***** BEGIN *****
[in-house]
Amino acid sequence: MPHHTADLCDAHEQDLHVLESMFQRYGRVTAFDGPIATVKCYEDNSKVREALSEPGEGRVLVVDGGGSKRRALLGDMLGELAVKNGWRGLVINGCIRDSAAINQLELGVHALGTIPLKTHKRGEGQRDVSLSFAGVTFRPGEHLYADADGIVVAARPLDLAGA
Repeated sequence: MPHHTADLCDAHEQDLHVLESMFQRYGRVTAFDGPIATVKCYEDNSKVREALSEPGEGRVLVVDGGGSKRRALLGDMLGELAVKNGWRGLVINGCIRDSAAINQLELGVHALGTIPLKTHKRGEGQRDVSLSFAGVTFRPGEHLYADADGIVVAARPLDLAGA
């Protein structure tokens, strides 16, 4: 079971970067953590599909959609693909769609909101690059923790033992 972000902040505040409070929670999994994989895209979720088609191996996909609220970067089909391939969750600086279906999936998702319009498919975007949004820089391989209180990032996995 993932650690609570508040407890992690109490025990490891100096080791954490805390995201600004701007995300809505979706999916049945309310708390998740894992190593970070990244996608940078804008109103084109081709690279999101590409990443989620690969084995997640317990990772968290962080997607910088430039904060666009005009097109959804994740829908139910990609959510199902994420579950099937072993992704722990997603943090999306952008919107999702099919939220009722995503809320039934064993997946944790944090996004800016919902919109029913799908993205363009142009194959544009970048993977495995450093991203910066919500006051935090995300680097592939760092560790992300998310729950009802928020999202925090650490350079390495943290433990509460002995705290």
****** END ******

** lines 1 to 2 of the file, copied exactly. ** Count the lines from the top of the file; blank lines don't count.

[in-house]
Amino acid sequence: MPHHTADLCDAHEQDLHVLESMFQRYGRVTAFDGPIATVKCYEDNSKVREALSEPGEGRVLVVDGGGSKRRALLGDMLGELAVKNGWRGLVINGCIRDSAAINQLELGVHALGTIPLKTHKRGEGQRDVSLSFAGVTFRPGEHLYADADGIVVAARPLDLAGA